Kalpana needed a few tries because the scissors were rather blunt
“Now what do we all do?”
That’s what Jitesh Agarwal, a bridge player from Indore asked me, much to my surprise. Besides the food and the invitations, we hadn’t really planned on doing anything. Soon Jitesh took charge, asking people to sit down. A speech was hurriedly prepared and read out by Kaluram Verma about the history of bridge in Raibidpura. Mohammed Shakeel Khan (son of Khan Sahib who had initiated Bridge here way back in the year 1965) and his family who had come all the way from the village of Dharampuri were honoured in the gathering. The second speaker was Jitesh himself who talked about the advantages of playing bridge, especially when introduced to children. Then V.C. Kothari, the secretary of the Madhya Pradesh Bridge Association, assured the Raibidpura players of any help they might need to sustain their bridge endeavor. Kailash Verma, a local bridge player, was the fourth speaker. He started by apologizing on behalf of the Raibidpura bridge fraternity to Ravi Raman (from Mumbai, and not present in the gathering) who had funded a series of bridge classes to be taught by Rajesh Tibrewala (from Indore), a year earlier.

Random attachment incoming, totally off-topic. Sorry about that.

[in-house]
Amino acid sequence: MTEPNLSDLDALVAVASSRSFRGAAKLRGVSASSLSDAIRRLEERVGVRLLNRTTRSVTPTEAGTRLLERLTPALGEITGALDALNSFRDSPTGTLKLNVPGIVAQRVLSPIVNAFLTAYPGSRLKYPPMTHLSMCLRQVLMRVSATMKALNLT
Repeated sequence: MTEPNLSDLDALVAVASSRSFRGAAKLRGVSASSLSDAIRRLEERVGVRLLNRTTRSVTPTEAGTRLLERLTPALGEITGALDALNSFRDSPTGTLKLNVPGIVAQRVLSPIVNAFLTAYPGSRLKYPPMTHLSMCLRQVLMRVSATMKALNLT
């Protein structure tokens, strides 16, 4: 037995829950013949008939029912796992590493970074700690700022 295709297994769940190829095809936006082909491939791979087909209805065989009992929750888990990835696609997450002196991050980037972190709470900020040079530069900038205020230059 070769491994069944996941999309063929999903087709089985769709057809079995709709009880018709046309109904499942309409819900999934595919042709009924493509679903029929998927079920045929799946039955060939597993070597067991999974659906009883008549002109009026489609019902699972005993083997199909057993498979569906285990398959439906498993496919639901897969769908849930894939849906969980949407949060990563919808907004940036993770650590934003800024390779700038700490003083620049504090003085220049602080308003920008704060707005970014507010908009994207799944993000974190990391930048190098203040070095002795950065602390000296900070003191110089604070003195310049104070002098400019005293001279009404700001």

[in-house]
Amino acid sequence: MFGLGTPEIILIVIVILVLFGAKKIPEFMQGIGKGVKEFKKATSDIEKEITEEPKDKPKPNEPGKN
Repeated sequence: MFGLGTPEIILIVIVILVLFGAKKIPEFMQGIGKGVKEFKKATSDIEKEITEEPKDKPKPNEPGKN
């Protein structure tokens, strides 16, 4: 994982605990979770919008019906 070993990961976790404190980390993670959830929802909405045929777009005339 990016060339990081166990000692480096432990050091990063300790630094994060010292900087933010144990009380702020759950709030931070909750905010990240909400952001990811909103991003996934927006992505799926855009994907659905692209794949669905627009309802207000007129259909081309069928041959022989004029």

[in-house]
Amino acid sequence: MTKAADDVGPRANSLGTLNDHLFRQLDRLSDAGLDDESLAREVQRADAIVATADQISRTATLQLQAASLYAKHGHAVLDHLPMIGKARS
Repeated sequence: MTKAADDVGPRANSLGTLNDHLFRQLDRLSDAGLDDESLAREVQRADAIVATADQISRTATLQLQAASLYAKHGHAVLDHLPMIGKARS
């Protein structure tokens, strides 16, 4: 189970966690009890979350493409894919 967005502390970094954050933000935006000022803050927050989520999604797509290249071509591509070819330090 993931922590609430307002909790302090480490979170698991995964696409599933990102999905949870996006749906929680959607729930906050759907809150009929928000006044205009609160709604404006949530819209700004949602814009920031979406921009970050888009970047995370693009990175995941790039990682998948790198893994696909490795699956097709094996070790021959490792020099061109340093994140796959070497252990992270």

“Unfortunately”, Kailash Verma said, “We could not really attend those weekend classes regularly. No doubt we were busy in our fields and our time was at a premium, but equally we were just not ready to be coached.”
He ended his speech by thanking the guests for coming to Raibidpura on this day to support the club.